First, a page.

Tag Archives: amputee


photo of two feet, one is normal and one is roboticWhile boarding a plane in Dallas last week a man stopped me and asked if I was an amputee. This question, asked by a stranger, often makes me wary.  My reflex is to cut off contact with the stranger as soon as possible because it’s my experience that I will then be stuck listening to that person tell me about every amputee that they know and about every news story that they’ve seen about amputee Olympians.

This time, though, went a bit different. Rather than explaining his question, he pulled up his pantleg and showed me his hardware. We were two of a kind. We spoke in our own lingo, confirmed that we were both RAKs and started talking technology. He has the latest and greatest knee, one that I will never qualify for because they are only available to ex-military. I had to stifle the urge to run my hand along his calf as I admired the sleek look of his knee and ankle joints.

We walked on to the plane and found we were seated a few rows apart. We kept talking, standing in our seats and speaking across the seats that divided us.

Two minutes in and we were talking sweat. He lives in Texas and I in SoCal. We agreed that there was no technology that could help as walk better as long as there was sweat–it causes our prostheses to slip and twist and slowly slide off of our bodies.

“I pour out cupfuls every day,” he said.

“Me too, and no prosthetist really listens to that issue, they keep telling me that if I was wearing my leg correctly, I shouldn’t be sweating so much,” I shared.

As the plane filled I shared with him my best advice, these spendy sweat blocker towlettes that I order online and that made walking in Rome and Pompeii possible. I also use them when we have a heatwave, which allows me to survive the workday without having to pour sweat out of my socket every few hours. He hadn’t tried them, but he said he would.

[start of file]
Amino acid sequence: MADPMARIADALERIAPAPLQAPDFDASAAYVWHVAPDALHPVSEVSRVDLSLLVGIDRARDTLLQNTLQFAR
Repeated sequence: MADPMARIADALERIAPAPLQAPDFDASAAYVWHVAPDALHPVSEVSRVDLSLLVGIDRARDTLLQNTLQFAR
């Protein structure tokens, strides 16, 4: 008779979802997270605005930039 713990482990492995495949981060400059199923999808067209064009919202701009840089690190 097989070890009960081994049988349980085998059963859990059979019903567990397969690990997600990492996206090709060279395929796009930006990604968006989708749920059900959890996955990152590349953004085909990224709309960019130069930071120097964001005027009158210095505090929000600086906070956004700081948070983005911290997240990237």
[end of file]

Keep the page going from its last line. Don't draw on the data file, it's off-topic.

We exchanged business cards and promised to keep in touch.

I turned around and sat down.  As I fastened the belt and adjusted the position of my fake foot underneath the seat in front of me, I marveled at how satisfying it is to be seen by someone who lives life like me. I don’t even remember his name now, but we shared more in that brief conversation than I have with many people close to me. And somehow it’s a comfort to know that my problems with sweat aren’t just mine, but that he shares them.


better than able…

When I go through the “TSA personal massage” process, the agents giving the patdown are usually skeeved when they feel my right calf and foot, which are textured to feel like real flesh and bone.  I’ve been told that it gives them the “chills” to feel something so real and know that it’s not.  Or, as has happened more than once, they assume that my titanium thigh (which is evident as hard metal even through clothing) is somehow connected to a real flesh-and-bone knee, calf, and foot).

From Cyborgology:

This may or may not be so – it’s difficult to be sure, in what are arguably still early days of this particular kind of human augmentation, but again, I would take this a step further: that, as both Jenny and I have argued, what makes us the most uneasy right now about human augmentation is the idea that it might make people – especially people with disabilities – better than abled humans. We can usually stomach humans with close relationships to objects and machines, provided they don’t begin to transgress the boundary that not only delineates a category but defines that category as an ideal.

I don’t yet have bionics that rival an organic limb, but I welcome that day and I assume that it’s not far away.  For now, my fake-leg-wishlist includes the ability to add a wifi hotspot and a USB port for charging my phone.  I’m not far off from that goal, either–my awesome friend Scott has already built up a prototype of the USB-adapter leg with my old bionic knee.

And once that’s in place I suppose that I’ll even let my friends charge their devices off of my battery once in awhile.  Because I’m nice like that and I feel a little bit sorry for the rest of you that don’t have awesome bionic peripherals like mine.  😉